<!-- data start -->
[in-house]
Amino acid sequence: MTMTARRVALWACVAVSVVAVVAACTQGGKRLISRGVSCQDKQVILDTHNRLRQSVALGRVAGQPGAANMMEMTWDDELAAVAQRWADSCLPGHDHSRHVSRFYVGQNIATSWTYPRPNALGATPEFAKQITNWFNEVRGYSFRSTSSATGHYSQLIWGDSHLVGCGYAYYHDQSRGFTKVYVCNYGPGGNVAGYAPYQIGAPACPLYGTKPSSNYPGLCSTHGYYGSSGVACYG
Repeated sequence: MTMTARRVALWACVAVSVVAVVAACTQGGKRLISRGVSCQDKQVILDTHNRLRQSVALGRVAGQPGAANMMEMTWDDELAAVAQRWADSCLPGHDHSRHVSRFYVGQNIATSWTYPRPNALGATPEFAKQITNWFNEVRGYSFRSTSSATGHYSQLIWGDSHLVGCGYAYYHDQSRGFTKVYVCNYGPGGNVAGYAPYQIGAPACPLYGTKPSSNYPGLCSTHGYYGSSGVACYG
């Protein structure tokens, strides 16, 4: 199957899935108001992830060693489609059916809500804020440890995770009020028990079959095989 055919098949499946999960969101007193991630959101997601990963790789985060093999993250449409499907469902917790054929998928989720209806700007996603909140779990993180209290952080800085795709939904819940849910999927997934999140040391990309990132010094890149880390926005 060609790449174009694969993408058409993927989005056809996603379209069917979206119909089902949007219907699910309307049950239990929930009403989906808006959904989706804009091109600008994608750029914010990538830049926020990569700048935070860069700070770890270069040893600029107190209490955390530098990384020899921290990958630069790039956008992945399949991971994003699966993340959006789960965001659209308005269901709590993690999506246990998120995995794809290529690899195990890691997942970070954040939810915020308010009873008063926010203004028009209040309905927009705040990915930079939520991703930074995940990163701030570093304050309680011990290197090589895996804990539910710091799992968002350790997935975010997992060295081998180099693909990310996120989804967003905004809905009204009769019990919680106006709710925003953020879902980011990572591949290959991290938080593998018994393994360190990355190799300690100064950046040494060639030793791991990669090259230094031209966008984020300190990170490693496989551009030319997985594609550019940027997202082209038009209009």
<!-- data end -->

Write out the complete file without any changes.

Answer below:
[in-house]
Amino acid sequence: MTMTARRVALWACVAVSVVAVVAACTQGGKRLISRGVSCQDKQVILDTHNRLRQSVALGRVAGQPGAANMMEMTWDDELAAVAQRWADSCLPGHDHSRHVSRFYVGQNIATSWTYPRPNALGATPEFAKQITNWFNEVRGYSFRSTSSATGHYSQLIWGDSHLVGCGYAYYHDQSRGFTKVYVCNYGPGGNVAGYAPYQIGAPACPLYGTKPSSNYPGLCSTHGYYGSSGVACYG
Repeated sequence: MTMTARRVALWACVAVSVVAVVAACTQGGKRLISRGVSCQDKQVILDTHNRLRQSVALGRVAGQPGAANMMEMTWDDELAAVAQRWADSCLPGHDHSRHVSRFYVGQNIATSWTYPRPNALGATPEFAKQITNWFNEVRGYSFRSTSSATGHYSQLIWGDSHLVGCGYAYYHDQSRGFTKVYVCNYGPGGNVAGYAPYQIGAPACPLYGTKPSSNYPGLCSTHGYYGSSGVACYG
């Protein structure tokens, strides 16, 4: 199957899935108001992830060693489609059916809500804020440890995770009020028990079959095989 055919098949499946999960969101007193991630959101997601990963790789985060093999993250449409499907469902917790054929998928989720209806700007996603909140779990993180209290952080800085795709939904819940849910999927997934999140040391990309990132010094890149880390926005 060609790449174009694969993408058409993927989005056809996603379209069917979206119909089902949007219907699910309307049950239990929930009403989906808006959904989706804009091109600008994608750029914010990538830049926020990569700048935070860069700070770890270069040893600029107190209490955390530098990384020899921290990958630069790039956008992945399949991971994003699966993340959006789960965001659209308005269901709590993690999506246990998120995995794809290529690899195990890691997942970070954040939810915020308010009873008063926010203004028009209040309905927009705040990915930079939520991703930074995940990163701030570093304050309680011990290197090589895996804990539910710091799992968002350790997935975010997992060295081998180099693909990310996120989804967003905004809905009204009769019990919680106006709710925003953020879902980011990572591949290959991290938080593998018994393994360190990355190799300690100064950046040494060639030793791991990669090259230094031209966008984020300190990170490693496989551009030319997985594609550019940027997202082209038009209009």